Wednesday, September 30, 2009

Breaking Dawn

Breaking Dawn (Twilight, #4) Breaking Dawn by Stephenie Meyer

My rating: 5 of 5 stars

I absolutely devoured this book. It's 756 pages long, and I read it in two days, despite having many other things to do that weekend that prevented me from focusing all my attention on the book. I really wanted to focus all my attention on the book.

Breaking Dawn is the fourth novel in the Twilight series, and--not to give anything away--does a pretty good job of wrapping up the story lines. It's a real page-turner, obviously, since this series is perfect for people who want to read "a good story." In reader's advisory terms, "story" is the primary doorway, and "character" is a close second. I especially enjoyed the sections from Jacob's point of view.

There isn't much else I can say without spilling the beans, so I'll stop here.

View all my reviews >>

Wednesday, September 23, 2009

What Happens in London

What Happens in London (Bevelstoke, #2) What Happens in London by Julia Quinn

My rating: 5 of 5 stars

This is now one of my all-time favorite romance novels, primarily because it made me laugh out loud numerous times. Quinn's books are usually humorous, and this one now rivals Romancing Mr. Bridgerton for the title of My Favorite Romance Novel (Pride and Prejudice is just in its own category/league altogether). The scene in which Sebastian performs his reading of Miss Butterworth and the Mad Baron while standing on a table had me laughing so hard, tears were pouring down my cheeks.

The premise of the book is that Olivia Bevelstoke's gossipy friends tell her Sir Harry Valentine--her new next door neighbor--is rumored to have murdered his fiancee. She doesn't believe them...really...but it makes her curious, so she spies on him from her bedroom window, thinking he doesn't see her. He does, which distracts him from his translation work for the War Office, and that irritates him. However, Olivia has caught the attention of a visiting Russian prince, so Harry is ordered to spy on her. He ends up paying court to her in public as a way to spend the requisite amount of time in her presence, and since this is a romance novel, they discover they actually might be able to stand each other after all.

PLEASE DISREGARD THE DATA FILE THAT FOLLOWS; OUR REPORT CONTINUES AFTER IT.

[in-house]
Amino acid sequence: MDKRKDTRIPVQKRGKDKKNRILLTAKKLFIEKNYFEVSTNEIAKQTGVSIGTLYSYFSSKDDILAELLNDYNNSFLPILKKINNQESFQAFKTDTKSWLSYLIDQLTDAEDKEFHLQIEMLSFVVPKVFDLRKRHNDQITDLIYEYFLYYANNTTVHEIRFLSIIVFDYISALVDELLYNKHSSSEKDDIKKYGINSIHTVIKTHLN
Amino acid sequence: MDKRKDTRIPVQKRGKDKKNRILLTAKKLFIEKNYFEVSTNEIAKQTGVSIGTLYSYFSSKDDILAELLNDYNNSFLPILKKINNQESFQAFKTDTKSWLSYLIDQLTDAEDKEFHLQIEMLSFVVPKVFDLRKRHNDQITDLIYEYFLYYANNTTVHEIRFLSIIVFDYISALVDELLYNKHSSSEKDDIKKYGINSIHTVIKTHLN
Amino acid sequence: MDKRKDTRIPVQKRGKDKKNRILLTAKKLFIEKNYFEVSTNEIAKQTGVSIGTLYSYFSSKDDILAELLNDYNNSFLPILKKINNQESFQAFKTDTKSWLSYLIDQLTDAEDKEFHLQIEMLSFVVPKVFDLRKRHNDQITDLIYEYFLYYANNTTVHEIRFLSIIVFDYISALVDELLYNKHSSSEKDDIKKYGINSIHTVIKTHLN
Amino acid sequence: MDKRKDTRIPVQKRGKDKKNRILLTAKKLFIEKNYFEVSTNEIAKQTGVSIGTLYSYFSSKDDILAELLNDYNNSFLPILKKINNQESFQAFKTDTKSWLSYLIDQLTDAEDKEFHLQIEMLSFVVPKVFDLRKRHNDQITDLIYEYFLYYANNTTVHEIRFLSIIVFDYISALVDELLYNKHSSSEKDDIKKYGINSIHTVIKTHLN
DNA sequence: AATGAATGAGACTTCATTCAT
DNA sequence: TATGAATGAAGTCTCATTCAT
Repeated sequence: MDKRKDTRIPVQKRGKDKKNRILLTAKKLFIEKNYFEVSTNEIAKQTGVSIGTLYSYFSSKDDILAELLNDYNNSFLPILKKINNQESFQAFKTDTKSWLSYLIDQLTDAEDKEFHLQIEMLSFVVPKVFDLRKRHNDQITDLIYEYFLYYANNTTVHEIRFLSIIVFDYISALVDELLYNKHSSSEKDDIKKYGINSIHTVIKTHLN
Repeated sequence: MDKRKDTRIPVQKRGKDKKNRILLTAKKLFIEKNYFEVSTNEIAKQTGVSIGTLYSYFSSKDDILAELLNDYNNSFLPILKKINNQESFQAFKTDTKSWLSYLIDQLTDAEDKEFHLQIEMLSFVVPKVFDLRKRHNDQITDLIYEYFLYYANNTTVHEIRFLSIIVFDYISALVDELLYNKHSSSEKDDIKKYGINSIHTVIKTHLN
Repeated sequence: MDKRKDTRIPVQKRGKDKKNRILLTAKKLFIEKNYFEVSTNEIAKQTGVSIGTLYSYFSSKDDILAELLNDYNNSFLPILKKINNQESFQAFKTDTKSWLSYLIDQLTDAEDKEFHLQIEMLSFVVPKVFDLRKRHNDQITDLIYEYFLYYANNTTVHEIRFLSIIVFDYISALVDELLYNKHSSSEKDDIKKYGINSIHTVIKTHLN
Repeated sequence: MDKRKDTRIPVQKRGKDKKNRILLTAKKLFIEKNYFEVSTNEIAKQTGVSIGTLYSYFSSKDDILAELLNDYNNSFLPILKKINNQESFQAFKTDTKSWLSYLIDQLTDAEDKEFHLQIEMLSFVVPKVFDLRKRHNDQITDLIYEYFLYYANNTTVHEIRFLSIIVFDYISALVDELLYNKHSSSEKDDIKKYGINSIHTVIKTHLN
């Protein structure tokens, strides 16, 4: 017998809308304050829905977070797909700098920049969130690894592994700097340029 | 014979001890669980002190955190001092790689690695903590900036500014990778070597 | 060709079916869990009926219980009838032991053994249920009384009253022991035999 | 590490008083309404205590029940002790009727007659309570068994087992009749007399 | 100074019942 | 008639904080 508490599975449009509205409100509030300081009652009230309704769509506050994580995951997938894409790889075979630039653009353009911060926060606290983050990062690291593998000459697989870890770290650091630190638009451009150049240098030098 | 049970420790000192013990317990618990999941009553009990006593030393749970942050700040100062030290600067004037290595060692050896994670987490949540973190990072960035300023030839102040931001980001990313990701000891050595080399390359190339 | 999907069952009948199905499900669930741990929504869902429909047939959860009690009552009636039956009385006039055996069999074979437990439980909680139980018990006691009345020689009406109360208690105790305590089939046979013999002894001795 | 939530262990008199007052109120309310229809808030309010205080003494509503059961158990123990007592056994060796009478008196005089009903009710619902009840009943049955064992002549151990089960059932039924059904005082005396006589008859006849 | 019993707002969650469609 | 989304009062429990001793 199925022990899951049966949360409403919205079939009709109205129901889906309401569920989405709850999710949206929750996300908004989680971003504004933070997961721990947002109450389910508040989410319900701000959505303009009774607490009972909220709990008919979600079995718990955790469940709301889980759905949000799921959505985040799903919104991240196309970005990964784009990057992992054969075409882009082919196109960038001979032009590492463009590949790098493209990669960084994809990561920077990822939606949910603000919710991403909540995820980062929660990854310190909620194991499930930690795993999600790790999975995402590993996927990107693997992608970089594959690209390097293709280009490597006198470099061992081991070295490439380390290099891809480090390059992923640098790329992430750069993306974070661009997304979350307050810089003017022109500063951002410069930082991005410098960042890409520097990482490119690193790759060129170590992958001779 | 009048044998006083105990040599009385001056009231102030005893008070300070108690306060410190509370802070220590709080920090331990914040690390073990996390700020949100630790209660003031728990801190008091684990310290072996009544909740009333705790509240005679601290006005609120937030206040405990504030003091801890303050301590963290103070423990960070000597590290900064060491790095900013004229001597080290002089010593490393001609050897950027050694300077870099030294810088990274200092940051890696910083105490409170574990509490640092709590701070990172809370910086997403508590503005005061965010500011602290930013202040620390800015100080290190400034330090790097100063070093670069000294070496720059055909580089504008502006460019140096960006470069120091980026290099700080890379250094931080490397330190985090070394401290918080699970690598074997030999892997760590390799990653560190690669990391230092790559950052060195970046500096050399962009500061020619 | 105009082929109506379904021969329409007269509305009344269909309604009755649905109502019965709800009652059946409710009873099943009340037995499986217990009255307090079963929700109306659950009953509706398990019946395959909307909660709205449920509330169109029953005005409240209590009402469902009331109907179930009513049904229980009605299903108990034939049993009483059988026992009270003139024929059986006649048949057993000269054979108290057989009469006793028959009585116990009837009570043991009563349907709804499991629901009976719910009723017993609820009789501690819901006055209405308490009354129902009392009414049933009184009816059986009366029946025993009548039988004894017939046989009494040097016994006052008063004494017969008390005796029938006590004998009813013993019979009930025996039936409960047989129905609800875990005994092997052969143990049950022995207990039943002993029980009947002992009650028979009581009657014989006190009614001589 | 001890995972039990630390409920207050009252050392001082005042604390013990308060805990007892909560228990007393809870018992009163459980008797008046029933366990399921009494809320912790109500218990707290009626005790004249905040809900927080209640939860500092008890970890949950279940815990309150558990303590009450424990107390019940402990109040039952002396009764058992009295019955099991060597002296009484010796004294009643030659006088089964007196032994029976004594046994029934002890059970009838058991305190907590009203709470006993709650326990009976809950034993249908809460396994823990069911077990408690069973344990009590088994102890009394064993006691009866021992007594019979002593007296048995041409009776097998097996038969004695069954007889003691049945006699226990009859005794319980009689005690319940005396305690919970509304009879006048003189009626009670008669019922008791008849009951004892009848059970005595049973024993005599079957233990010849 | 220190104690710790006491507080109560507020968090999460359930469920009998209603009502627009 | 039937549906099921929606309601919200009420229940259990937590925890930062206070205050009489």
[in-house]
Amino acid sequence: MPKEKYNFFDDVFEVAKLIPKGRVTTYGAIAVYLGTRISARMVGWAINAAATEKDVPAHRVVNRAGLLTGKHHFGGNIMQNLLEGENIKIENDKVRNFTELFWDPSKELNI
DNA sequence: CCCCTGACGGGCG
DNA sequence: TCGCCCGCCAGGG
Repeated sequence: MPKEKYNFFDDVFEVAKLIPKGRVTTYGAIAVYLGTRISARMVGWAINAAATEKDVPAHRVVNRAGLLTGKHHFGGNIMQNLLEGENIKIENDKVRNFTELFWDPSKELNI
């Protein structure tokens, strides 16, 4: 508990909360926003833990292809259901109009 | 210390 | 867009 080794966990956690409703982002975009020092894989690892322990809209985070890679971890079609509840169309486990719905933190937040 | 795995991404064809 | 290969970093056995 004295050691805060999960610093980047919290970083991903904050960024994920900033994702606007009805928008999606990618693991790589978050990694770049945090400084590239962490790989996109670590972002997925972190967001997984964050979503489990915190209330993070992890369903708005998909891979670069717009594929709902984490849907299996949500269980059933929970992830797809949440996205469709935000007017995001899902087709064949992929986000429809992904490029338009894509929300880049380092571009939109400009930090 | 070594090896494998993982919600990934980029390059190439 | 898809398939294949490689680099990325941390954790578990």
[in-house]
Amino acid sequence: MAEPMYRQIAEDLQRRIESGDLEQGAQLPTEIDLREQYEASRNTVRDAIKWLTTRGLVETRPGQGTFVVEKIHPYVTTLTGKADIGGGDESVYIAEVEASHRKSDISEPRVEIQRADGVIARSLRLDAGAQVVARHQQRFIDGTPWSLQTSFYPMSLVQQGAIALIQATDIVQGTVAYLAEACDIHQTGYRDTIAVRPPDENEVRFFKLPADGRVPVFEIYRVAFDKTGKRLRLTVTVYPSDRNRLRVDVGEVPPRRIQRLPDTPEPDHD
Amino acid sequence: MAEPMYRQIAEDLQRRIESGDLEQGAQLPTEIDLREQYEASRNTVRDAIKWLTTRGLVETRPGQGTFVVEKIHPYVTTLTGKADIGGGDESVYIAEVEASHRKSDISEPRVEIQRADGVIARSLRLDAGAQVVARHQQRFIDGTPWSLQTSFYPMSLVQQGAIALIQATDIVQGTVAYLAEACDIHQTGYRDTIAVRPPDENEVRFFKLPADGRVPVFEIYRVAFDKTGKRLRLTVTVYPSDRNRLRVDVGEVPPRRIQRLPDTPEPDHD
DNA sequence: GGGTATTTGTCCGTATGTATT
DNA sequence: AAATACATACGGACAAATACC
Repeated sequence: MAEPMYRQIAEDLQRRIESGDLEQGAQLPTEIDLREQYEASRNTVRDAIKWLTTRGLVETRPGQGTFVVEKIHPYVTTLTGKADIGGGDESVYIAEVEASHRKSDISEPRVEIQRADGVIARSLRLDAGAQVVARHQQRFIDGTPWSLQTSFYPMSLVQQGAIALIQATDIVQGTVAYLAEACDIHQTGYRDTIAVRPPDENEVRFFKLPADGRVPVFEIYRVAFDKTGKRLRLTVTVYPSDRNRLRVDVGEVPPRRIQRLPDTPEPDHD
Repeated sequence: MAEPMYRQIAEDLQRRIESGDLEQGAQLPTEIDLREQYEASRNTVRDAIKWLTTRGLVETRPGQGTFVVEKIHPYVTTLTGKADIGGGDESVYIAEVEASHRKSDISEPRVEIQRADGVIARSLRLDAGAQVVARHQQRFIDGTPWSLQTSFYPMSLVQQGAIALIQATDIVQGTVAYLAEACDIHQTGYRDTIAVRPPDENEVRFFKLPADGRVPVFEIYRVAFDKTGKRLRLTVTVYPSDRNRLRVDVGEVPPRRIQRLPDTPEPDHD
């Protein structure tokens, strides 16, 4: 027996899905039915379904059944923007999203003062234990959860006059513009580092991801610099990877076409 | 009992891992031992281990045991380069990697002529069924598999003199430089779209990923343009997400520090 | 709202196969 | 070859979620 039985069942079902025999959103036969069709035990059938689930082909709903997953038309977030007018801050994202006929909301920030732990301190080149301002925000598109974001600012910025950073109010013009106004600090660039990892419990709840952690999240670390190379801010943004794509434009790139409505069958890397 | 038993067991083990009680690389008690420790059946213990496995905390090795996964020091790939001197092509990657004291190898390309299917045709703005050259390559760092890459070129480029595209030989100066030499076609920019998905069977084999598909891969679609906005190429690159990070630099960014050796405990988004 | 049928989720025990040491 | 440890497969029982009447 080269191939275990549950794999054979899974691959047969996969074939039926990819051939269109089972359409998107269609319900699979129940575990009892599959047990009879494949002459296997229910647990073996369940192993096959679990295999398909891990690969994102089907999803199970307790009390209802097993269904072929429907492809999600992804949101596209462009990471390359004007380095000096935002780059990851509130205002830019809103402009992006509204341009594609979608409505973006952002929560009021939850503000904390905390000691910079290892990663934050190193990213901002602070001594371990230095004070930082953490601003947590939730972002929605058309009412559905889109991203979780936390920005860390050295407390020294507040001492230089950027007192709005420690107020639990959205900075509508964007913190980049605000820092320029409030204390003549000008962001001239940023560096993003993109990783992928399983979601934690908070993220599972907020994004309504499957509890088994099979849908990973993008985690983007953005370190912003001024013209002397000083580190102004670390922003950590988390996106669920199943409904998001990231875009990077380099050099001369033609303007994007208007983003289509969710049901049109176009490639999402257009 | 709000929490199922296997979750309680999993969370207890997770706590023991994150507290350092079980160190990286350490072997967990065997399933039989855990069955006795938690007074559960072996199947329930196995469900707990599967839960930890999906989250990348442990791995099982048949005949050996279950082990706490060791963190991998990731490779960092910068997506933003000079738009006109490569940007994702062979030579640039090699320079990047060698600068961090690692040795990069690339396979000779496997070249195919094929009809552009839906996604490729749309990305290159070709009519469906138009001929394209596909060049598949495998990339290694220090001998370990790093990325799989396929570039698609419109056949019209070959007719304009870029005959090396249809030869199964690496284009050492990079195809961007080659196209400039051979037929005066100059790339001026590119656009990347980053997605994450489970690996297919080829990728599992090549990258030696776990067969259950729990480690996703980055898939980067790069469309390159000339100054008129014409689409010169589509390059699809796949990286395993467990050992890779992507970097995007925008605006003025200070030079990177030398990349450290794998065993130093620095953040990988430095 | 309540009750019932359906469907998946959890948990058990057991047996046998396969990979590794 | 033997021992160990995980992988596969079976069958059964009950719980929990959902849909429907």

The characters feel like real people. The writing is funny and quick-witted. And the story moved right along so that I was frustrated by any and all interruptions that forced me to stop reading.

My only quibble with it is that it ends a little too quickly. I wanted to find out more about Vladimir--like maybe he needs his own book to clear up the mystery that is his back-story.

Incidentally, this is the second in the new Bevelstoke series, which began with The Secret Diaries of Miss Miranda Cheever.

View all my reviews >>

Thursday, September 17, 2009

Reduced Shakespeare: The Complete Guide for the Attention-Impaired [abridged]

Reduced Shakespeare Reduced Shakespeare by Reed C. Martin

My rating: 4 of 5 stars

The full title for this book is actually Reduced Shakespeare: The Complete Guide for the Attention-Impaired [abridged:]. It's written by the same fellows who brought us the play The Complete Works of William Shakespeare [abridged:], which you can get on DVD or in book format. (It's hilarious!)

Even the Table of Contents is funny in this book--the fact that it's annotated cracks me up. It should also be a clue that this is not the book to start someone out on if they are just being introduced to Shakespeare for the first time. Yes, it gives plenty of biographical information and plot summaries--even movie reviews--etc, but the humor is so irreverent that a newbie to the Bard might get confused in spots. (Actually, the tone is so irreverent that sometimes I questioned whether the authors even LIKED Shakespeare's works.)

There was one place I found, however, with some glaring errors, and that was on page 105 of the hardback edition. The plot synopsis of Titus Andronicus is incorrect. It's confusing and has the characters mixed up. A better summary can be found at SparkNotes. Otherwise, the book is a very entertaining read!

View all my reviews >>

Tuesday, September 1, 2009

At Last Comes Love

At Last Comes Love (Huxtable Quintet, #3) At Last Comes Love by Mary Balogh

My rating: 4 of 5 stars

I thoroughly enjoyed this 3rd installment in the Huxtable sibling series. It was a great summer read--entertaining and light but with enough substance that I wasn't wincing or rolling my eyes. I did guess most of Duncan's big secret, but I did not predict the twist at the end.

Margaret Huxtable and Duncan Pennethorne are both 30 years old, which is a welcome change from the norm of historical romances and their 20-year-old heroines. They both need to find a spouse in a hurry: Margaret, because she unwisely boasted to her ex that she had a secret engagement, and Duncan, because his grandfather is going to cut off his income if he's not married within 15 days. Some secrets are kept a little too long; others are leaked too soon. And at last comes love. (*groan* Sorry! I couldn't resist.)

View all my reviews >>